Saturday, December 12, 2009

911 procedure questioned at council hearing

From the NY Times:

City officials and union representatives testifying at a City Council hearing on Thursday presented divergent evaluations of a firefighter dispatching system that was instituted in May.

The new system, referred to as unified call-taking, is meant to streamline the way firefighters are sent out on runs, but it has quickly become the subject of some controversy. Fire union officials say it sometimes provides firefighters with incomplete or inaccurate information, even as the city has credited the new system with helping to cut response times to historic lows.

“It saves valuable time,” Deputy Mayor Edward Skyler told the council members. “That is unassailable, in my opinion.”

But Capt. Alexander Hagan, president of the Uniformed Fire Officers Association union, called reports of lower response time “statistical trickery,” adding, “The people were not getting a faster response time. They were getting a snow job.”

Mr. Skyler repeatedly told the council members that limiting emergency calls to one call taker was faster and more efficient. But some council members asked whether 911 operators, trained primarily in responding to crimes rather than fires, might take longer to elicit information that could benefit firefighters.

And fire union officials asserted that response times were being calculated in a misleading way. They said such calculations before the new system began included the time that fire dispatchers spent on the phone questioning callers. Now, the times do not include the period that 911 dispatchers are making similar queries, union officials said.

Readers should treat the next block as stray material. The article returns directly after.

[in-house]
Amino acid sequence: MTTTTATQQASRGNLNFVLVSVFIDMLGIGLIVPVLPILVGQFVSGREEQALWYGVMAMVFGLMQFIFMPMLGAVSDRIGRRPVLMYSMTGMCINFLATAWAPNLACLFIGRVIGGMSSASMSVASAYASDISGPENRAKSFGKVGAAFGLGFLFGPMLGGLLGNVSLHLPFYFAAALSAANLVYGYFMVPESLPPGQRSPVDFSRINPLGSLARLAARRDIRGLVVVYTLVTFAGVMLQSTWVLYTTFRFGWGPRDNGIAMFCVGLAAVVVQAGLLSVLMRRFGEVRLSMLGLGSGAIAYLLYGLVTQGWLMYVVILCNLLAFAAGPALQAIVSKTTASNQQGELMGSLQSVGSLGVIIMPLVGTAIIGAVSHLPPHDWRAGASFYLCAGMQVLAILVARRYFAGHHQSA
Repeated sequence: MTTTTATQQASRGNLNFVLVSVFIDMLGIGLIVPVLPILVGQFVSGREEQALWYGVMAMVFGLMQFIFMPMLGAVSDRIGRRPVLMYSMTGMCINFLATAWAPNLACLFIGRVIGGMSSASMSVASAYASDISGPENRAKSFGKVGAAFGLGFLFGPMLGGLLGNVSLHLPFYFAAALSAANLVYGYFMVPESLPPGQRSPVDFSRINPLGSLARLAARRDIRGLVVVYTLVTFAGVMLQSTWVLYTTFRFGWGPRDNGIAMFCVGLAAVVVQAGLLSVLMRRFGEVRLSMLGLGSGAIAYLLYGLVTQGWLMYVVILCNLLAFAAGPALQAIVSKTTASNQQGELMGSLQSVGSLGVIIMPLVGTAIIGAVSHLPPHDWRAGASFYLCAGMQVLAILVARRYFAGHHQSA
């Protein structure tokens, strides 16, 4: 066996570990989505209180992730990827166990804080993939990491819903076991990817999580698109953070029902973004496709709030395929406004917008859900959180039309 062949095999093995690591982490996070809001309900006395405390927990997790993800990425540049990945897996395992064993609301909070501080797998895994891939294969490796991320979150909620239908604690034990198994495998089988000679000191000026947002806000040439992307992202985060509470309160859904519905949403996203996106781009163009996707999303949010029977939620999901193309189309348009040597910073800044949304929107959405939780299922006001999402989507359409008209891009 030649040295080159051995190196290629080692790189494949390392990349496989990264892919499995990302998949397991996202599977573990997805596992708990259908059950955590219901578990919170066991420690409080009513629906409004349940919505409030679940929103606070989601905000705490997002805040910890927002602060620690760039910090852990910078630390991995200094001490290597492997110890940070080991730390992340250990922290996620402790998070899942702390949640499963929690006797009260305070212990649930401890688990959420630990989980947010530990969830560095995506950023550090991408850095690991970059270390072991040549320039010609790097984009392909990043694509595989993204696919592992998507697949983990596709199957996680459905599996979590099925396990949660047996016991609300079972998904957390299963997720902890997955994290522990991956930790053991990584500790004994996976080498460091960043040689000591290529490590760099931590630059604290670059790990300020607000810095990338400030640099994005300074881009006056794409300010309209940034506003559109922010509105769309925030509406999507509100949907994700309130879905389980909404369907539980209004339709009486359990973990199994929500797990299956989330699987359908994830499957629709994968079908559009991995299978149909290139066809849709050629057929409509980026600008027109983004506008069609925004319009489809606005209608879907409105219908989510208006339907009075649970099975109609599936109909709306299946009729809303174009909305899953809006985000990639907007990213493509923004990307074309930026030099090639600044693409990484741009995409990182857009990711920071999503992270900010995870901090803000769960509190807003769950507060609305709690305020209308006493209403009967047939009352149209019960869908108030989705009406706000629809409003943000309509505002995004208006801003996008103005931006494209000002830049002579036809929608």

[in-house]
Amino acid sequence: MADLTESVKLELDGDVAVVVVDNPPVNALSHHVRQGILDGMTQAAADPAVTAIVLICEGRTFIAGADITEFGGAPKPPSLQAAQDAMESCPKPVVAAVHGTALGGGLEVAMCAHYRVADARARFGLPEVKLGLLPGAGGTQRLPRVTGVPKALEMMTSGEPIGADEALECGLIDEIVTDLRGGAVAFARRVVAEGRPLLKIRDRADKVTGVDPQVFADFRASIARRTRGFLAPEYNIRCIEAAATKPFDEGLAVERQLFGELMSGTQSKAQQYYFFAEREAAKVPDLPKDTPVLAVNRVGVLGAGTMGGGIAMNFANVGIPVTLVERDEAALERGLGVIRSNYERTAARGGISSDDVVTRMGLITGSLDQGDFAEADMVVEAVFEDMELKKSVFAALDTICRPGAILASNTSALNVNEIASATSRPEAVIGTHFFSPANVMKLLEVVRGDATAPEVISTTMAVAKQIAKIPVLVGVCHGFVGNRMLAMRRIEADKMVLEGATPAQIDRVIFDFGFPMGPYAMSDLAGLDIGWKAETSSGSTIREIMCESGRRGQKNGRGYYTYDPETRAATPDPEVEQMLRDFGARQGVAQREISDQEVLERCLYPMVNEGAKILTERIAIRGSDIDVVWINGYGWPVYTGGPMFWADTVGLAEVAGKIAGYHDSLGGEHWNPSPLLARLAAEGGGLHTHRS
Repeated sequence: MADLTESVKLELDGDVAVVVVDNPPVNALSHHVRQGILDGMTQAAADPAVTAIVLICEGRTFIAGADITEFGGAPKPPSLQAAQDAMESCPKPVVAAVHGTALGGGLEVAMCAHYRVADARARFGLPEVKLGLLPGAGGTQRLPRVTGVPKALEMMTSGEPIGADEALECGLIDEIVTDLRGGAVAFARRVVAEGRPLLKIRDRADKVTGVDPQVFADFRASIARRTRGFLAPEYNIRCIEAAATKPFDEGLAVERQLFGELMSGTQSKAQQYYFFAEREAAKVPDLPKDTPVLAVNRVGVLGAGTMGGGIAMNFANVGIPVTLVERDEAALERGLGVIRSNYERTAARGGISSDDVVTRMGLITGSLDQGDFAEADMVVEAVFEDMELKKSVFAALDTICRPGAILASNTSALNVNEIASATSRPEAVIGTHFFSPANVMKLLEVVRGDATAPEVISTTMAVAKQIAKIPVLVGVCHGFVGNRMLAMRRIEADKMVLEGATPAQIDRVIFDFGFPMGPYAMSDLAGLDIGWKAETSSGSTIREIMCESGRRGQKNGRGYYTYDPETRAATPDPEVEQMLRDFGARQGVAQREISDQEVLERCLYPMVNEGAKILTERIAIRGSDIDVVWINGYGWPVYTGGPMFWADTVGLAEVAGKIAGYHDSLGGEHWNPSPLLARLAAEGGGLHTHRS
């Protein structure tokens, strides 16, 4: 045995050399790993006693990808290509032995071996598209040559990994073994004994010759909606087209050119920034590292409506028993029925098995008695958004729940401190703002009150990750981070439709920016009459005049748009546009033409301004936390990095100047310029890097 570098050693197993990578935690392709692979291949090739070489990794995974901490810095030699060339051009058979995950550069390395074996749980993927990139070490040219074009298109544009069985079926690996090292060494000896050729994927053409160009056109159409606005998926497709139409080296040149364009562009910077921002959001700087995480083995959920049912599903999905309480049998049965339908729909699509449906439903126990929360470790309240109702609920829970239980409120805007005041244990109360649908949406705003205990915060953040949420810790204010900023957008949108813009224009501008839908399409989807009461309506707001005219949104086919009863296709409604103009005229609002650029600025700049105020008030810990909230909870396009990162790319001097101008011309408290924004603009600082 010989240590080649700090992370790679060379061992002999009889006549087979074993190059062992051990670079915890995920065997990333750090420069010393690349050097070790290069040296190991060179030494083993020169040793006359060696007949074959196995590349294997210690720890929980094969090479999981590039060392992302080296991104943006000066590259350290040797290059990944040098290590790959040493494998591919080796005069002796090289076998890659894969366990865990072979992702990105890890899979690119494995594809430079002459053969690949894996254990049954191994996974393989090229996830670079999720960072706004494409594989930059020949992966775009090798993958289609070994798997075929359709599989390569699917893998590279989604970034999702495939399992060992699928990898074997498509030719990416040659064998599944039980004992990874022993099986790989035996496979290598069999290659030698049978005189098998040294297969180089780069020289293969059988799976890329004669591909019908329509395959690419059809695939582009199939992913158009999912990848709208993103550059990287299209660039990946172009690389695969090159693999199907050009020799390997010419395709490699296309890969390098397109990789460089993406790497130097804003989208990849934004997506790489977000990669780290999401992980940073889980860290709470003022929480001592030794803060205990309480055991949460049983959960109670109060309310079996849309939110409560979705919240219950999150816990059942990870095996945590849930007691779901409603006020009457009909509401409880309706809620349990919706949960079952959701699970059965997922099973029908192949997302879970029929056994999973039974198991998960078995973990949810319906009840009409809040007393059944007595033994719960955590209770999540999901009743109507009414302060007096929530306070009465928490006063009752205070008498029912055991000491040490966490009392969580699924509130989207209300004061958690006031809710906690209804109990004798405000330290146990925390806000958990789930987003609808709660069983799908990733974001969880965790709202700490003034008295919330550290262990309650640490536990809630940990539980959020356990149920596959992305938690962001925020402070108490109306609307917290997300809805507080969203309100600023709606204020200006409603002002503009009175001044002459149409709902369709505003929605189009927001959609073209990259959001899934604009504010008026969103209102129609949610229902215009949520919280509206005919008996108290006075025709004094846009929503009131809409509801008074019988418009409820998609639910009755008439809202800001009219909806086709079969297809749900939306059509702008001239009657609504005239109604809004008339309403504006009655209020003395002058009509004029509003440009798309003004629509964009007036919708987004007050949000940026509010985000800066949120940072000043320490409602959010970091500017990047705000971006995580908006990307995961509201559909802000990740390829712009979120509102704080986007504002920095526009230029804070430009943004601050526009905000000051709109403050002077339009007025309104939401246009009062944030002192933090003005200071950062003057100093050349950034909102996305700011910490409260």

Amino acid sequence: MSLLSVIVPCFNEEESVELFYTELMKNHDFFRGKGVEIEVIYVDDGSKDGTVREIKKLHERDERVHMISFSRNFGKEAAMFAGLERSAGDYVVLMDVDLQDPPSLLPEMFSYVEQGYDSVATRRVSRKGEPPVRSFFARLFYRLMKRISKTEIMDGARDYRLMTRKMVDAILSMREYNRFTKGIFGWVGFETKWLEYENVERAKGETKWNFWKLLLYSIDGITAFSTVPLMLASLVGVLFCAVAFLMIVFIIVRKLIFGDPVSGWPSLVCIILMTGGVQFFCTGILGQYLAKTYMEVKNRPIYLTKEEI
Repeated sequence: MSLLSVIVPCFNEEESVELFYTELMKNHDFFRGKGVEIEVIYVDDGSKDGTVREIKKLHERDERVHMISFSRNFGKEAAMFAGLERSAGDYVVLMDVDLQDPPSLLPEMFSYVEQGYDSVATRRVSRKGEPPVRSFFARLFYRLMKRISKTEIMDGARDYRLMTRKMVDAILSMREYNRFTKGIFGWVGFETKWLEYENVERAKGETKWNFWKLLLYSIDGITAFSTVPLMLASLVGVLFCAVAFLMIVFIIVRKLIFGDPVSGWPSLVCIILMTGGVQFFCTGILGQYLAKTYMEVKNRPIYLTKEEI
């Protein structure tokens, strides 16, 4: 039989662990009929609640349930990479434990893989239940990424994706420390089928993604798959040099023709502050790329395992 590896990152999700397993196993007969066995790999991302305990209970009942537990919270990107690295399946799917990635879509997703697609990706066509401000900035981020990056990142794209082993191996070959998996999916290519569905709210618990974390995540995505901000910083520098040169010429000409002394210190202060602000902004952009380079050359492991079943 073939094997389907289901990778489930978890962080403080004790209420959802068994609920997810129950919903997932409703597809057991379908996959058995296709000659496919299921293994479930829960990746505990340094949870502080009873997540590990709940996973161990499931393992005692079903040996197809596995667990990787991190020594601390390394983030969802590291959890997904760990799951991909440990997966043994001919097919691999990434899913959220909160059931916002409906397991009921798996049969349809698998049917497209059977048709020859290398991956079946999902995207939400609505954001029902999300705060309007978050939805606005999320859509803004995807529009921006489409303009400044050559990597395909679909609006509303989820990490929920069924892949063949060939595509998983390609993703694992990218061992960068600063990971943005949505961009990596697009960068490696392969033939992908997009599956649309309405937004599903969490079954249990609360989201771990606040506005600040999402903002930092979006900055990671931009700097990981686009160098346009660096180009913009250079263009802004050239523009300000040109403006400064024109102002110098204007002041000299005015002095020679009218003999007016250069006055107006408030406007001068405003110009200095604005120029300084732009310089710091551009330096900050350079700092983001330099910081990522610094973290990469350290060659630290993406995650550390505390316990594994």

Taxpayer said...

In past years, I've phoned 911 to report fire or the smell of smoke.

Instantly, the 911 operator switched me to a fire Dept. dispatcher who asked a few pertinent questions - especially when it involved the smell of smoke in the neighborhood.

Then the crew arrived, in moments - congratulations, Elmhurst Eagles!

On the other hand, phoning 911 to report a crime is a lengthy process of deciding the proper terminology to use.

It took more than 30 minutes for police to arrive for a sighting of a man with a gun report. Even then, the police went off in the wrong direction.

NYPD sneers at the public. FDNY listens to the public and responds as quickly as humanly possible.

The object of this new call center must be to have the FDNY speak DIRECTLY to the fire/smoke reporter without any middleman who knows nothing of FDNY and the public's need for safety.

Anything else is deliberate mismanagement for the sake of political posturing.

Deputy Mayor Edward Skyler can go shit in his hat. It's not HIS house or family in danger.

Anonymous said...

There is no quicker response time. FDNY units are out the door quicker TO THE WRONG ADDRESS! if anything, they're getting to fires later after pertinent info is passed to them that they should've had when they left the firehouse...
Bloomberg's daughter runs the company that is integrating the 911 system... smells like political bullshit.